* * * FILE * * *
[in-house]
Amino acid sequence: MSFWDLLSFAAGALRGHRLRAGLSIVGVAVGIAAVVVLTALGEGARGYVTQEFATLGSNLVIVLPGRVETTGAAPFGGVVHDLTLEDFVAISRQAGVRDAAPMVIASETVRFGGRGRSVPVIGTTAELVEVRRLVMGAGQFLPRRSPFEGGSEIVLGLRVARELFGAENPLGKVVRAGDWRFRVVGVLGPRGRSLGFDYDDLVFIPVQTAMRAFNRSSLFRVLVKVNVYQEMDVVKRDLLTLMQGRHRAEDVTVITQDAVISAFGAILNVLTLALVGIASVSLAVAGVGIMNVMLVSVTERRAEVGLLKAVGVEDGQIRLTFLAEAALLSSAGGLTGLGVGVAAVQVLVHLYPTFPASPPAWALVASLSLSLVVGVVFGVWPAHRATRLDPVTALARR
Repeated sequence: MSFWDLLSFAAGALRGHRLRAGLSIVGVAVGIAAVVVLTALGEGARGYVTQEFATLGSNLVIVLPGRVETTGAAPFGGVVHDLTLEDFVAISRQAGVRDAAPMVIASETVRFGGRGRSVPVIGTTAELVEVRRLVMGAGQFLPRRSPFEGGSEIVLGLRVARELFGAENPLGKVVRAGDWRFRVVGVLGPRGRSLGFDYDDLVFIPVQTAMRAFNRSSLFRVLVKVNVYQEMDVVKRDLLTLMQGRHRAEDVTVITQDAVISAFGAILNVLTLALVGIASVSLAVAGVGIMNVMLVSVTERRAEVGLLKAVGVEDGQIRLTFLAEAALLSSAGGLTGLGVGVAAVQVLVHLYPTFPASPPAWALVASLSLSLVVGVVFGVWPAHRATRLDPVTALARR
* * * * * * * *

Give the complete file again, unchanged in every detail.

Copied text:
[in-house]
Amino acid sequence: MSFWDLLSFAAGALRGHRLRAGLSIVGVAVGIAAVVVLTALGEGARGYVTQEFATLGSNLVIVLPGRVETTGAAPFGGVVHDLTLEDFVAISRQAGVRDAAPMVIASETVRFGGRGRSVPVIGTTAELVEVRRLVMGAGQFLPRRSPFEGGSEIVLGLRVARELFGAENPLGKVVRAGDWRFRVVGVLGPRGRSLGFDYDDLVFIPVQTAMRAFNRSSLFRVLVKVNVYQEMDVVKRDLLTLMQGRHRAEDVTVITQDAVISAFGAILNVLTLALVGIASVSLAVAGVGIMNVMLVSVTERRAEVGLLKAVGVEDGQIRLTFLAEAALLSSAGGLTGLGVGVAAVQVLVHLYPTFPASPPAWALVASLSLSLVVGVVFGVWPAHRATRLDPVTALARR
Repeated sequence: MSFWDLLSFAAGALRGHRLRAGLSIVGVAVGIAAVVVLTALGEGARGYVTQEFATLGSNLVIVLPGRVETTGAAPFGGVVHDLTLEDFVAISRQAGVRDAAPMVIASETVRFGGRGRSVPVIGTTAELVEVRRLVMGAGQFLPRRSPFEGGSEIVLGLRVARELFGAENPLGKVVRAGDWRFRVVGVLGPRGRSLGFDYDDLVFIPVQTAMRAFNRSSLFRVLVKVNVYQEMDVVKRDLLTLMQGRHRAEDVTVITQDAVISAFGAILNVLTLALVGIASVSLAVAGVGIMNVMLVSVTERRAEVGLLKAVGVEDGQIRLTFLAEAALLSSAGGLTGLGVGVAAVQVLVHLYPTFPASPPAWALVASLSLSLVVGVVFGVWPAHRATRLDPVTALARR